Date: Tue, Mar 27, 2012 From: Jonathan Reed Subject: Messier Marathon 2012 Results To Whom It May Concern, My name is Jonathan Reed, and my friend Cole Cote and I attempted the Messier Marathon from the top of Johnson Mesa, just outside of Folsom, NM on March 23-24. I feel compelled to tell you our story because this was a very powerful and emotional experience for both of us. Cole and I are in our second astronomy class together at Pikes Peak Community College in Colorado Springs, and this semester in particular we had grown very close to our professor, Dr. Robert Day. We would share conversations before and after classes, and he always had some great story about the people he knew in science who had taken part in incredible discoveries in the last 40 years. In short, he was our mentor and friend. Cole and I had been planning since the beginning of the semester to go to New Mexico and try to complete the Messier Marathon. We both purchased new telescopes, and we were always telling Dr. Day how excited we were for the big weekend to come. He kept telling us that it was a very exciting thing to attempt and that he greatly looked forward to hearing about our success when classes resumed after spring break. On Wednesday, March 21st as we were leaving class and thinking ahead to our great adventure coming up, Dr. Day caught us before we left class and made sure to say, "Happy hunting this weekend boys, I can't wait to hear how it went." Later that evening, Dr. Day collapsed while teaching another class. I found out the news that Dr. Day had died the following day, when one of my fellow students from another class informed me of the terrible incident. I let Cole know, and we both spend the rest of the day in a bit of shock. This has been such an incredibly deep loss to us, and we both decided that we couldn't cancel our plans for the trip, because even though Dr. Day was gone, he would have still expected us to attempt the marathon. We prepared ourselves for the attempt, and on the night of March 23-24, Cole and I successfully hunted down all 110 of the Messier Catalog objects, in memory of our professor and friend Dr. Robert Day. I have a simple request. If you choose to list our attempt on your results page, and put our names in your list of marathoners, please include Dr. Robert Day's name right along with ours. Even though he has passed, we did this for him, and we have dedicated this Messier Marathon to his memory and legacy, and it wouldn't be right for our names to appear without his. In addition to our observation results, I have also included the cover page for our star charts. Astronomy lost a genuinely passionate researcher and educator this past week, and I think that all marathoners should know about the inspiration of Dr. Day. Thank You, Jonathan Reed P.S. A few notes on the Observation Log: I incorrectly wrote down the date as March 22-23, and my observation for M16 is the topmost writing in the space. We accidentally mixed up M16 and M17 at first, but then realized our error. Also, I wanted to thank you for providing the Observation Log form on your website as it proved to be an incredibly valuable resource.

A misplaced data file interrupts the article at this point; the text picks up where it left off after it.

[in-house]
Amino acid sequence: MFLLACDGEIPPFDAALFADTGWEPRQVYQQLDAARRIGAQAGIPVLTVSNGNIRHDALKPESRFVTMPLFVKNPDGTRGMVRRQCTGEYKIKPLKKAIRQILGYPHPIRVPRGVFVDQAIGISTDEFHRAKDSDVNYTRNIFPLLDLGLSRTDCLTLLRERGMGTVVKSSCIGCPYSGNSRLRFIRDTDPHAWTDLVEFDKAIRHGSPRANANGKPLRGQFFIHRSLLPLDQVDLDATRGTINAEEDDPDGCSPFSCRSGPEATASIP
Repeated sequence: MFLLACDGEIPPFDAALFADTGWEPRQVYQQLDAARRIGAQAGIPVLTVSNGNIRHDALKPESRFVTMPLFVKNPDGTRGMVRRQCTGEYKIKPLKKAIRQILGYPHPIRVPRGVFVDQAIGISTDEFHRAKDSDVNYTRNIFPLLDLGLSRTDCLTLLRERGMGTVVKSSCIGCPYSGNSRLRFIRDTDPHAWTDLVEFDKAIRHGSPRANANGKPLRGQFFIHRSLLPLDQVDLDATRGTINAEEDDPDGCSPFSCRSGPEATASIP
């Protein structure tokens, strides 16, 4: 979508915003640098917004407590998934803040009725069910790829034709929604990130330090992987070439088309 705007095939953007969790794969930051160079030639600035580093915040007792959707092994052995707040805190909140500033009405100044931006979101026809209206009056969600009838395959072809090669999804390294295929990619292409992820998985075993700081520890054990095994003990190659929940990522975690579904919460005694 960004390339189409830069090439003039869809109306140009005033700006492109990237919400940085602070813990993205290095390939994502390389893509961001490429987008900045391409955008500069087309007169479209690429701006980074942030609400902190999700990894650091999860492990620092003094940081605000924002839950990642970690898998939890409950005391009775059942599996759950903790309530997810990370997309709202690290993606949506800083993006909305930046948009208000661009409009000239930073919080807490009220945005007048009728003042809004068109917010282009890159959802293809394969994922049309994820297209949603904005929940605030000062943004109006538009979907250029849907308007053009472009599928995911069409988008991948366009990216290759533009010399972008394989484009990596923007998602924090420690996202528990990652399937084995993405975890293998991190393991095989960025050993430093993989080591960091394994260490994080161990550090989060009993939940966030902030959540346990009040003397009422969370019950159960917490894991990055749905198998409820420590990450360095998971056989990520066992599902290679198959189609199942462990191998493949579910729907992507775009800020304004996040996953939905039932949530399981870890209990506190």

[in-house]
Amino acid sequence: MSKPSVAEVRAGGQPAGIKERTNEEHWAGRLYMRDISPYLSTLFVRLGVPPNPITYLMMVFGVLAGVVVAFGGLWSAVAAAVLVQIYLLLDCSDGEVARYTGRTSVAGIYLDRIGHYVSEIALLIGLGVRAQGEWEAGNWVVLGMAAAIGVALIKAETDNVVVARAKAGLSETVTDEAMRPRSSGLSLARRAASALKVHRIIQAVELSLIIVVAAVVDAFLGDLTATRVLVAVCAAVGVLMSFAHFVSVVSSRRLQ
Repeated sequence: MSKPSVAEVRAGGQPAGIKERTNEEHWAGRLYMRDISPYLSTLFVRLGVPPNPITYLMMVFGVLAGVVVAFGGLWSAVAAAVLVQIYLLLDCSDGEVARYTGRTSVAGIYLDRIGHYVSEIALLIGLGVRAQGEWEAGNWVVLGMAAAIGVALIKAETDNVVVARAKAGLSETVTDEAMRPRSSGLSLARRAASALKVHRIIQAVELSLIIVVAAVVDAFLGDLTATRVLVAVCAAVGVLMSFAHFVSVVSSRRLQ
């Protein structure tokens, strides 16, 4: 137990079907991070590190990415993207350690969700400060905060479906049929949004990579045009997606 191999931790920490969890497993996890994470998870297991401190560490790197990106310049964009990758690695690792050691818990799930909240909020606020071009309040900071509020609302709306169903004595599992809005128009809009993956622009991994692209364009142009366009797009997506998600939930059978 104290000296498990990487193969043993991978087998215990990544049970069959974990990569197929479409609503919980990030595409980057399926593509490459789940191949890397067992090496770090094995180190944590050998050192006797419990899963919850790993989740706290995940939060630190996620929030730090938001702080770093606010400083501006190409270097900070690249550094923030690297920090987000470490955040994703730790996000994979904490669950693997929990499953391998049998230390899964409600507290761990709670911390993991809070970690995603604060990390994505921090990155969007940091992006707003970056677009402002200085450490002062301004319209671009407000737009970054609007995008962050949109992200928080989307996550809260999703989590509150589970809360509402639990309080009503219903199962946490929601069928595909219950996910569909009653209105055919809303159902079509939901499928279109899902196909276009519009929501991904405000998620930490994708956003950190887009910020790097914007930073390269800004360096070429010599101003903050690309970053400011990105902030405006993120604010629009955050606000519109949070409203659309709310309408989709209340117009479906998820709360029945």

Last Modification: March 30, 2012